WOONSOCKET â€“ By all accounts, the firm Braver PC of Providence had done a praiseworthy job auditing the cityâ€™s books for the last six years.
So why did the Budget Commission cut Braver loose, awarding the cityâ€™s auditing contract to a higher bidder from New London, Conn.?
Officials say their hands were tied by a City Council ordinance designed to prevent auditing firms from getting too cozy with the city. The ordinance prohibits the city from doing business with one accounting firm for more than six years in a row.
The catalyst for the ordinance was the discovery that a partner in the firm that was auditing the books before Braver came aboard had made a series of campaign contributions to the former mayor.
â€śWe felt it to be a conflict of interest,â€ť said Mayor Leo T. Fontaine, who was president of the council when the ordinance took effect.
Fontaine and other members of the Budget Commission didnâ€™t seem eager about switching auditing firms while the city finances are so fragile and complex. Commissioner Peder Schaefer also said he was also concerned about the legal ramifications of passing over the low bidder.
â€śIâ€™m just worried theyâ€™re going to contest the fact theyâ€™ve weâ€™re going to award the contract to a higher bidder,â€ť he said.
The commission awarded the three-year contract to CohnReznick LLP for $285,000, or $95,000 a year for fiscal years 2014 through 2016.
Braver would have done the same work for $272,150, or $89,500 for fiscal year 2014, $90,750 for 2015 and $91,900 for 2016.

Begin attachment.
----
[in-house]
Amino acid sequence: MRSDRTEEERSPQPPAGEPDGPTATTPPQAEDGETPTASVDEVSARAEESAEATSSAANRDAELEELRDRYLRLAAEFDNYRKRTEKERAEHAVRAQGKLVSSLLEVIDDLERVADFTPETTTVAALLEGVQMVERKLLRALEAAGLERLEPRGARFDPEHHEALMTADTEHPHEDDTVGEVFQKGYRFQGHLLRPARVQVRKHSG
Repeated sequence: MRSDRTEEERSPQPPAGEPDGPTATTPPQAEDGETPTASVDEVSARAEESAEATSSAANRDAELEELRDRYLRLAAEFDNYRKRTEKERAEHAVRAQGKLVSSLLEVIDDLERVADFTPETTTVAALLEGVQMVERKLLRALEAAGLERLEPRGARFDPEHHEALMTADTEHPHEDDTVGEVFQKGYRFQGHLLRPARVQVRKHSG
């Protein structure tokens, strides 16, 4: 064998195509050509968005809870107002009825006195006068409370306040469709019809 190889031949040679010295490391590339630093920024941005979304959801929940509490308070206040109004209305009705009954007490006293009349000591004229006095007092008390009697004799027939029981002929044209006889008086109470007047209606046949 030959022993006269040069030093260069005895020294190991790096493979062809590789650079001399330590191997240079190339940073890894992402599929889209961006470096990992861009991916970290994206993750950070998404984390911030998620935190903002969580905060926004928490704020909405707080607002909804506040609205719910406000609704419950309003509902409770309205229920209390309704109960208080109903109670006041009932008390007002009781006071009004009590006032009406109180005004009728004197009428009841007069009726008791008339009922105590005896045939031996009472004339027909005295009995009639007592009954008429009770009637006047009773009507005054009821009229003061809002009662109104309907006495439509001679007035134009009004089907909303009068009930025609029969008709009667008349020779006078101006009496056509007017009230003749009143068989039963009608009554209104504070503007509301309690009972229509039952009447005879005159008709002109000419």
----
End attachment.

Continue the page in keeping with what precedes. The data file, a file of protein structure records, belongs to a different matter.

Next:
Finance Director Thomas Bruce told commissioners he was confident the city could make a smooth transition to a new accounting firm, but he said it would take finance personnel some extra time to bring the company up to speed. Earlier this year, the budget commission said the city was on track to rack up a deficit of roughly $105 million by 2017, including benefits to retirees and pensioners.
The panel has adopted a five-year plan to get the ledgers back in the black, but major components of the plan are still in limbo as the fiscal year slides into its final week. They include concessions on health care benefits from active employees and a $2.5 million supplemental tax bill for 2013 thatâ€™s stalled in the General Assembly. Another bill designed to allow the city to refinance the unfunded liability of the police and firefighters pension system â€“ a debt of about $60 million â€“ has also gone nowhere in the legislature, despite the commissionâ€™s request for the measure some two months ago, according to Fontaine.
Citing the cityâ€™s short term cash-flow problems, Moodyâ€™s Investor Service downgraded the cityâ€™s already-junk bond rating of B2 to B3 two weeks ago, and warned the city that it is on review for a further downgrade, depending on what happens in the next couple of weeks to alter the cityâ€™s outlook.
The commission voted 4-0 to hire CohnReznik on June 14, thanking Braver for its services but severing ties with the company nonetheless.
â€śTheyâ€™ve been very beneficial to the community in identifying some of the weaknesses we had going forward,â€ť the mayor said.
After the meeting, Fontaine said that despite Braverâ€™s solid record, he still thinks itâ€™s good policy to set a ceiling on how long one auditing firm can do business with the city.
When Braver came on board, it discovered a number of questionable practices that had somehow been overlooked by the prior firm. Fontaine said he championed the legislation to set a cap on the length of consecutive time one auditing firm may work for the city after it was discovered that a principal of the firm had made a series of $1,000 contributions to the campaign of former Mayor Susan D. Menard.
â€śAn auditor needs to be impartial,â€ť he said. â€śWe need to keep a rotation going where we know we have a fresh set of eyes going through the books.â€ť
Follow Russ Olivo on Twitter @russolivo